Smart building pilot plugs into Citylabs
CityVerve, the Manchester internet of things initiative with £10m government funding, has made its first physical installation of data-monitoring equipment, at Manchester Science Partnership’s Citylabs 1.0 on Oxford Road.
Sensors provided by Asset Mapping, a property technology supplier, will produce data for lighting, security, power usage at the 100,000 sq ft commercial building to help the landlord maintain it more efficiently.
In the next two years, Asset Mapping, with MSP, Bruntwood, Manchester Metropolitan University and University of Manchester will connect a minimum of nine buildings in the Oxford Road area, where CityVerve is based in MSP offices.
CityVerve was awarded £10m by government in December 2015 to fund work in smart city research and development, especially around health, energy, environment, transport and culture. If successful, the project will be used as a pilot with the best ideas replicated around the country.
Asset Mapping connected a secure internet of things monitor to the building management system of Citylabs 1.0. The monitor provides a constant stream of live data from all heating, cooling and ventilation systems throughout the building.
The next steps are to complete the mapping of all equipment that is used to operate Citylabs 1.0, including energy and security, as well as to install additional IoT sensors to gain further intelligence.
Once all the individual systems are connected, and the data is made available via Asset Mapping’s web application, operators and facilities managers will be able to make informed decisions to run buildings better.
Rowena Burns, chief executive of MSP, said: “MSP wants to establish a partnership with Asset Mapping that we can extend to other projects and other buildings. We want to use Citylabs as a testing ground to create best practices and standards for useful innovation within smart buildings and smart cities.”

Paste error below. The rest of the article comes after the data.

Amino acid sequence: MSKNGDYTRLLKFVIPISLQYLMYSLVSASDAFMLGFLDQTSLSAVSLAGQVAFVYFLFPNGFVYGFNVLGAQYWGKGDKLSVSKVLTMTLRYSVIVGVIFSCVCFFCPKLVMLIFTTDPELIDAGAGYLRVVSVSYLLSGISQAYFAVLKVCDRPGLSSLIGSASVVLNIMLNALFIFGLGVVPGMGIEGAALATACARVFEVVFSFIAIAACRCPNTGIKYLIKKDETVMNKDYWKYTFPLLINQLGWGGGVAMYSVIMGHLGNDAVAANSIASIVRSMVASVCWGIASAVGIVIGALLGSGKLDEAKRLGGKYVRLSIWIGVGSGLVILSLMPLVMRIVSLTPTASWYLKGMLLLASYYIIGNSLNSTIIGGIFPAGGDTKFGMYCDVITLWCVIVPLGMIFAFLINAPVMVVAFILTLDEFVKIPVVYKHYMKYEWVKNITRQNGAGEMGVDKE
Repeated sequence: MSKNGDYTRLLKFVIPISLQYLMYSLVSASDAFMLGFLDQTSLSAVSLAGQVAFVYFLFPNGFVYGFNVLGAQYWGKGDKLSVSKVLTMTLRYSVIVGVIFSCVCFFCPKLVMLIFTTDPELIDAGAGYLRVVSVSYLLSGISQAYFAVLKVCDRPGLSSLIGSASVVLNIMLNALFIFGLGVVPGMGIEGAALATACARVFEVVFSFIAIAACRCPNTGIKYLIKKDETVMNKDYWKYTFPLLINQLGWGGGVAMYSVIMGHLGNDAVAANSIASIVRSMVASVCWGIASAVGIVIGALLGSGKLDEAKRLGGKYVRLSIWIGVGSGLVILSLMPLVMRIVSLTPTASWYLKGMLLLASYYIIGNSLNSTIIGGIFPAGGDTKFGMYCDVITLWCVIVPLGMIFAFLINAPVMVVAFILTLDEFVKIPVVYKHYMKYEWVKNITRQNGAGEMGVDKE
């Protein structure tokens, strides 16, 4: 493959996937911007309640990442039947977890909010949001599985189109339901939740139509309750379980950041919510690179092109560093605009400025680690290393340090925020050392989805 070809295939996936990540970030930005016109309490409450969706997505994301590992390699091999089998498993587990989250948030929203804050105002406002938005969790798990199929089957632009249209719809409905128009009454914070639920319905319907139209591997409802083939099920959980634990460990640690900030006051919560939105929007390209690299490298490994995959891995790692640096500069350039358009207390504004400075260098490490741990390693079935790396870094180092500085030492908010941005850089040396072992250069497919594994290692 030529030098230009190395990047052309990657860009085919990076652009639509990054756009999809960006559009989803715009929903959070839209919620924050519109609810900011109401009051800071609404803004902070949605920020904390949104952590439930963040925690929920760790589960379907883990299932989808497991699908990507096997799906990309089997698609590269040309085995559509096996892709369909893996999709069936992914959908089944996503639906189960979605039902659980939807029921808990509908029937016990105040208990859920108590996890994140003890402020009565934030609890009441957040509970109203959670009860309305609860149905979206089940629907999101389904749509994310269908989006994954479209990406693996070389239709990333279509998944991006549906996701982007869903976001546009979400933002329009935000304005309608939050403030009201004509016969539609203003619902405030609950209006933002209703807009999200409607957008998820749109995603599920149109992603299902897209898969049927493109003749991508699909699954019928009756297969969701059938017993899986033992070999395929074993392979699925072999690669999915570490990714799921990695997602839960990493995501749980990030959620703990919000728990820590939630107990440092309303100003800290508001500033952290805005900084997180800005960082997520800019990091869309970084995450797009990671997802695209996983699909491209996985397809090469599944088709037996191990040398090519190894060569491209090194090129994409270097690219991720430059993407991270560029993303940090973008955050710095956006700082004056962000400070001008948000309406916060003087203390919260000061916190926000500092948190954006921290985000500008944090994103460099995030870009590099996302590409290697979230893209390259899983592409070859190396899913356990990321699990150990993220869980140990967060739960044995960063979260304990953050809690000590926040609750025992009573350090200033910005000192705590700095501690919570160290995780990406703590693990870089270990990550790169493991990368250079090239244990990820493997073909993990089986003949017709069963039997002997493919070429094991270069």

CityVerve projects included in its successful funding bid were:
- Management of chronic respiratory conditions – CityVerve will set up a ‘biometric sensor network’ which will help improve responses to patients’ conditions and improve how local healthcare services work
- Community wellness – a network of sensors positioned in parks, along commuter and school routes will track the progress of individuals and teams competing against each other for physical activity and fun. Examples include the “Great Space Race Challenge” for Manchester residents to ‘walk to the moon’
- Talkative bus stops – CityVerve will convert ‘flag and pole’ bus stops into safe places with location-based services, sensors/beacons, mobile apps and intelligent digital signage. People will check-in to their bus stop and let bus operators know they are waiting for their service
- Smart lighting – Manchester, like many cities, is seeing a growth of traffic and congestion. To reduce car use, alternative forms of transport need to be attractive and safe. Smart lighting, in addition to connected street lighting, will help address this.
- Bike sharing – The Oxford Road Corridor through-route will soon become bus and bike only. Bike sharing schemes can be expensive to install and maintain, and so an alternative is to use Internet of Things enabled bikes in a crowd-sourced and maintained, secure bike sharing service. It will also include ‘e-cargo’ bikes to make ‘last-mile’ deliveries on the Corridor
- Smart air-quality monitoring – Street furniture and connectivity infrastructure such as lamp posts and street cabinets on the Oxford Road Corridor will be used to monitor air quality at different heights and locations. Information will be passed to those with health conditions and made generally available to support walking options and routes